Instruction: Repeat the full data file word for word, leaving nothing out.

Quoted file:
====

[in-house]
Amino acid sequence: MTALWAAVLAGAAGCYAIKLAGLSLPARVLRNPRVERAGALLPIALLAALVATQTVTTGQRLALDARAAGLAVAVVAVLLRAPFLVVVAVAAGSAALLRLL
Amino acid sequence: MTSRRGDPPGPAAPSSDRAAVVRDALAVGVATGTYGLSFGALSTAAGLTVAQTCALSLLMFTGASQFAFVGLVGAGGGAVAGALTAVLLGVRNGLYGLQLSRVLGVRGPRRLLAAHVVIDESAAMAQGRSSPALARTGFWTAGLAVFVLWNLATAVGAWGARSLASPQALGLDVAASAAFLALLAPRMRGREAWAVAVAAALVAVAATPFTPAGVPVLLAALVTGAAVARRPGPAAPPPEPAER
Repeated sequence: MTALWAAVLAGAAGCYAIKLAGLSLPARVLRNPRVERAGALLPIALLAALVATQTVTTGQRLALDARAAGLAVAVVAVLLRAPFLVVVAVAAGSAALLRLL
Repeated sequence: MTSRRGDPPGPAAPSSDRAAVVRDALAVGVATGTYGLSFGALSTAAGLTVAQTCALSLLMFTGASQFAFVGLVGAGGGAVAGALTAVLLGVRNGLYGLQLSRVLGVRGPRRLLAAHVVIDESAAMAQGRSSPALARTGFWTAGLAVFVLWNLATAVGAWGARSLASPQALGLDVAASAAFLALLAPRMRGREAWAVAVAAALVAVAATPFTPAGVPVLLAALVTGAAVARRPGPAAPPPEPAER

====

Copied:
[in-house]
Amino acid sequence: MTALWAAVLAGAAGCYAIKLAGLSLPARVLRNPRVERAGALLPIALLAALVATQTVTTGQRLALDARAAGLAVAVVAVLLRAPFLVVVAVAAGSAALLRLL
Amino acid sequence: MTSRRGDPPGPAAPSSDRAAVVRDALAVGVATGTYGLSFGALSTAAGLTVAQTCALSLLMFTGASQFAFVGLVGAGGGAVAGALTAVLLGVRNGLYGLQLSRVLGVRGPRRLLAAHVVIDESAAMAQGRSSPALARTGFWTAGLAVFVLWNLATAVGAWGARSLASPQALGLDVAASAAFLALLAPRMRGREAWAVAVAAALVAVAATPFTPAGVPVLLAALVTGAAVARRPGPAAPPPEPAER
Repeated sequence: MTALWAAVLAGAAGCYAIKLAGLSLPARVLRNPRVERAGALLPIALLAALVATQTVTTGQRLALDARAAGLAVAVVAVLLRAPFLVVVAVAAGSAALLRLL
Repeated sequence: MTSRRGDPPGPAAPSSDRAAVVRDALAVGVATGTYGLSFGALSTAAGLTVAQTCALSLLMFTGASQFAFVGLVGAGGGAVAGALTAVLLGVRNGLYGLQLSRVLGVRGPRRLLAAHVVIDESAAMAQGRSSPALARTGFWTAGLAVFVLWNLATAVGAWGARSLASPQALGLDVAASAAFLALLAPRMRGREAWAVAVAAALVAVAATPFTPAGVPVLLAALVTGAAVARRPGPAAPPPEPAER